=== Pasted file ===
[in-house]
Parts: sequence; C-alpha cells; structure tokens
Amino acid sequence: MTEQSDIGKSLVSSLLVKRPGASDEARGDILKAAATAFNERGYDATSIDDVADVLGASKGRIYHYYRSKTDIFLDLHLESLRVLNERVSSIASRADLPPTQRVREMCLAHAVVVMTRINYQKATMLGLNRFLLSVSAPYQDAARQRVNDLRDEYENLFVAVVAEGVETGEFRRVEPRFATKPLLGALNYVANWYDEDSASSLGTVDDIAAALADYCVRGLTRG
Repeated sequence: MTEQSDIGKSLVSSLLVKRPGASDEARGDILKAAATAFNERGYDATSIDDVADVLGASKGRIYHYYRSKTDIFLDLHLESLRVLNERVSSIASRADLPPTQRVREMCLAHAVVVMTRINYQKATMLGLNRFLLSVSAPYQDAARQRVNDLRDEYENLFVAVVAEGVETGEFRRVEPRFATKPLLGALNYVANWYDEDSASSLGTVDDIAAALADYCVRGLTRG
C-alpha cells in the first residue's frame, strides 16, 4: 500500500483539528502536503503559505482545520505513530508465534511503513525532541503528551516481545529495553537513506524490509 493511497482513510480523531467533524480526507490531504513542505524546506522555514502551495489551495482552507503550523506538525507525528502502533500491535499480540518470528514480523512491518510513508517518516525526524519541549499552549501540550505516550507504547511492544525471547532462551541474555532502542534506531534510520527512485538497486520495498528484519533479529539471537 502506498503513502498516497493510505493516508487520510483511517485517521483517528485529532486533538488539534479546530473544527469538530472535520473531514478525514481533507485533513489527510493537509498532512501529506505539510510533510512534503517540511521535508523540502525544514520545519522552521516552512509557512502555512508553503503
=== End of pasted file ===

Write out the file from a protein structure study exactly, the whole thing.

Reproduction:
[in-house]
Parts: sequence; C-alpha cells; structure tokens
Amino acid sequence: MTEQSDIGKSLVSSLLVKRPGASDEARGDILKAAATAFNERGYDATSIDDVADVLGASKGRIYHYYRSKTDIFLDLHLESLRVLNERVSSIASRADLPPTQRVREMCLAHAVVVMTRINYQKATMLGLNRFLLSVSAPYQDAARQRVNDLRDEYENLFVAVVAEGVETGEFRRVEPRFATKPLLGALNYVANWYDEDSASSLGTVDDIAAALADYCVRGLTRG
Repeated sequence: MTEQSDIGKSLVSSLLVKRPGASDEARGDILKAAATAFNERGYDATSIDDVADVLGASKGRIYHYYRSKTDIFLDLHLESLRVLNERVSSIASRADLPPTQRVREMCLAHAVVVMTRINYQKATMLGLNRFLLSVSAPYQDAARQRVNDLRDEYENLFVAVVAEGVETGEFRRVEPRFATKPLLGALNYVANWYDEDSASSLGTVDDIAAALADYCVRGLTRG
C-alpha cells in the first residue's frame, strides 16, 4: 500500500483539528502536503503559505482545520505513530508465534511503513525532541503528551516481545529495553537513506524490509 493511497482513510480523531467533524480526507490531504513542505524546506522555514502551495489551495482552507503550523506538525507525528502502533500491535499480540518470528514480523512491518510513508517518516525526524519541549499552549501540550505516550507504547511492544525471547532462551541474555532502542534506531534510520527512485538497486520495498528484519533479529539471537 502506498503513502498516497493510505493516508487520510483511517485517521483517528485529532486533538488539534479546530473544527469538530472535520473531514478525514481533507485533513489527510493537509498532512501529506505539510510533510512534503517540511521535508523540502525544514520545519522552521516552512509557512502555512508553503503